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anonymous
 5 years ago
What is an expression for the transform current through resistor R ?(see attachment)
anonymous
 5 years ago
What is an expression for the transform current through resistor R ?(see attachment)

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anonymous
 5 years ago
Best ResponseYou've already chosen the best response.0Is the source voltage an arbitrary function of time?

anonymous
 5 years ago
Best ResponseYou've already chosen the best response.0The current flows from the source through the first inductor, and then it branches off; part of the current flows through a purely capacitive branch. and the rest of it flows into the other inductor, which is in series with a resistor. At any instant, the voltages across the branches are the same. We can use this information and Kirchoff's laws to set up a system of equations to determine the currents throughout the circuit, including the current through the resistor.

anonymous
 5 years ago
Best ResponseYou've already chosen the best response.0I will be doing some pencilandpaper calculations on this, so it may be some time before my next post here.

anonymous
 5 years ago
Best ResponseYou've already chosen the best response.0Tank you for your time !!!!!!!

anonymous
 5 years ago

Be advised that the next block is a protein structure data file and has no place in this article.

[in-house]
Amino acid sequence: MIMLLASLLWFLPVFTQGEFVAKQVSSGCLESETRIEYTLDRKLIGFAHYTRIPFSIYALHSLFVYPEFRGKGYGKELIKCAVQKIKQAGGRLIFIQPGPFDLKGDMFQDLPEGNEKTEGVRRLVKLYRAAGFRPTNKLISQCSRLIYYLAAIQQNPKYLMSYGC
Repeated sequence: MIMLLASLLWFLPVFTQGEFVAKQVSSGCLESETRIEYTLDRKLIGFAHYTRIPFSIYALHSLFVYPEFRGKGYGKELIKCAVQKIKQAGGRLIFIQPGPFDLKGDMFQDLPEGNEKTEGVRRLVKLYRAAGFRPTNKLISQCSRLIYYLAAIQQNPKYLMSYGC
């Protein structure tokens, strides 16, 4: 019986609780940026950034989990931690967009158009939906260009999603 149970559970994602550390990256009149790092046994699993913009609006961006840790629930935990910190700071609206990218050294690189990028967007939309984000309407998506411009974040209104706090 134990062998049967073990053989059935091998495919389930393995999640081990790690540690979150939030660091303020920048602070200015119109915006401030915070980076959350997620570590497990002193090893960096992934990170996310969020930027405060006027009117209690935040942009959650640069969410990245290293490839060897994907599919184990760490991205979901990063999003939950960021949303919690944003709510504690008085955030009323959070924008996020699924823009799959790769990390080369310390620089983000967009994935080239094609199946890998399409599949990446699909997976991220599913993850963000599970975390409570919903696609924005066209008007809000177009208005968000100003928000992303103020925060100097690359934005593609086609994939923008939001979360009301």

Best ResponseYou've already chosen the best response.0I get\[L^{2}Ci'''_R + RLCi''_R + Li'_R = e(t)\]for the timedomain equation. Since we are taking Laplace transforms of derivatives up to thirdorder, \[i''_R(0), i'_R(0),\]and\[i_R(0)\]enter into my calculations. Since nothing is stated about initial values for the current across the resistor, I keep those three numbers arbitrary, leaving them in symbolic form. When I take the Laplace transform of both sides of the equation I came up with, I get \[I_R(s) = E(s)/(L^{2}Cs^{3}+ RLCs^{2} + Ls)\] \[+ L^{2}Ci_R(0)s^{2}/(L^{2}Cs^{3} + RLCs^{2}+ Ls)\] \[+ (L^{2}Ci'_R(0) + RLCi_R(0))s/(L^{2}Cs^{3} + RLCs^{2} + Ls)\] \[+ (L^{2}Ci''_R(0) + RLCi'_R(0) + LI_R(0))/(L^{2}Cs^{3} + RLCs^{2} + Ls).\]I get\[L^{2}Ci'''_R + RLCi''_R + Li'_R = e(t)\]for the timedomain equation. Since we are taking Laplace transforms of derivatives up to thirdorder, \[i''_R(0), i'_R(0),\]and\[i_R(0)\]enter into my calculations. Since nothing is stated about initial values for the current across the resistor, I keep those three numbers arbitrary, leaving them in symbolic form. When I take the Laplace transform of both sides of the equation I came up with, I get \[I_R(s) = E(s)/(L^{2}Cs^{3}+ RLCs^{2} + Ls)\] \[+ L^{2}Ci_R(0)s^{2}/(L^{2}Cs^{3} + RLCs^{2}+ Ls)\] \[+ (L^{2}Ci'_R(0) + RLCi_R(0))s/(L^{2}Cs^{3} + RLCs^{2} + Ls)\] \[+ (L^{2}Ci''_R(0) + RLCi'_R(0) + LI_R(0))/(L^{2}Cs^{3} + RLCs^{2} + Ls).\]
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